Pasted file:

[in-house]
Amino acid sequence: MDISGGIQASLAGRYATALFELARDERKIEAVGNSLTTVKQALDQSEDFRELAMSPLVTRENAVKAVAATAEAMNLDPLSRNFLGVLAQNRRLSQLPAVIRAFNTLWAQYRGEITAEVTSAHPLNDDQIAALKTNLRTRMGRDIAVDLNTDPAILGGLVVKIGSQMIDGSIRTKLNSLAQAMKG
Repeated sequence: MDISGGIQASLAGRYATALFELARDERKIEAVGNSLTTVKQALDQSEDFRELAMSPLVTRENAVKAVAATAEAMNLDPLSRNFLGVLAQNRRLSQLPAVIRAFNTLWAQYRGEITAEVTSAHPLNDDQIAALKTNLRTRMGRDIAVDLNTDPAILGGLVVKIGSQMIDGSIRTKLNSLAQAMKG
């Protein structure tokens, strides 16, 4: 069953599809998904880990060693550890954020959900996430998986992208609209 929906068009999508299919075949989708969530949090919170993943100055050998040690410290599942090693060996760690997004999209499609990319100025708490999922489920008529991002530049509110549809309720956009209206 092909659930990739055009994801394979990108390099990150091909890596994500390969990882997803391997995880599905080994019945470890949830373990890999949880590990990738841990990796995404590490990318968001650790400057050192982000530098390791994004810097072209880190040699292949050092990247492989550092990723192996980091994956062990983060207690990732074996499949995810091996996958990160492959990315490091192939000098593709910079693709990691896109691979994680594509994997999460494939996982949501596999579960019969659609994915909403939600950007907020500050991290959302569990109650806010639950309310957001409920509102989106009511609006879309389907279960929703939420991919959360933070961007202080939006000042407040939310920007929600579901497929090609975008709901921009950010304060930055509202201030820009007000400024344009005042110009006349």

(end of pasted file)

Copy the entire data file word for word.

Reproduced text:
[in-house]
Amino acid sequence: MDISGGIQASLAGRYATALFELARDERKIEAVGNSLTTVKQALDQSEDFRELAMSPLVTRENAVKAVAATAEAMNLDPLSRNFLGVLAQNRRLSQLPAVIRAFNTLWAQYRGEITAEVTSAHPLNDDQIAALKTNLRTRMGRDIAVDLNTDPAILGGLVVKIGSQMIDGSIRTKLNSLAQAMKG
Repeated sequence: MDISGGIQASLAGRYATALFELARDERKIEAVGNSLTTVKQALDQSEDFRELAMSPLVTRENAVKAVAATAEAMNLDPLSRNFLGVLAQNRRLSQLPAVIRAFNTLWAQYRGEITAEVTSAHPLNDDQIAALKTNLRTRMGRDIAVDLNTDPAILGGLVVKIGSQMIDGSIRTKLNSLAQAMKG
């Protein structure tokens, strides 16, 4: 069953599809998904880990060693550890954020959900996430998986992208609209 929906068009999508299919075949989708969530949090919170993943100055050998040690410290599942090693060996760690997004999209499609990319100025708490999922489920008529991002530049509110549809309720956009209206 092909659930990739055009994801394979990108390099990150091909890596994500390969990882997803391997995880599905080994019945470890949830373990890999949880590990990738841990990796995404590490990318968001650790400057050192982000530098390791994004810097072209880190040699292949050092990247492989550092990723192996980091994956062990983060207690990732074996499949995810091996996958990160492959990315490091192939000098593709910079693709990691896109691979994680594509994997999460494939996982949501596999579960019969659609994915909403939600950007907020500050991290959302569990109650806010639950309310957001409920509102989106009511609006879309389907279960929703939420991919959360933070961007202080939006000042407040939310920007929600579901497929090609975008709901921009950010304060930055509202201030820009007000400024344009005042110009006349």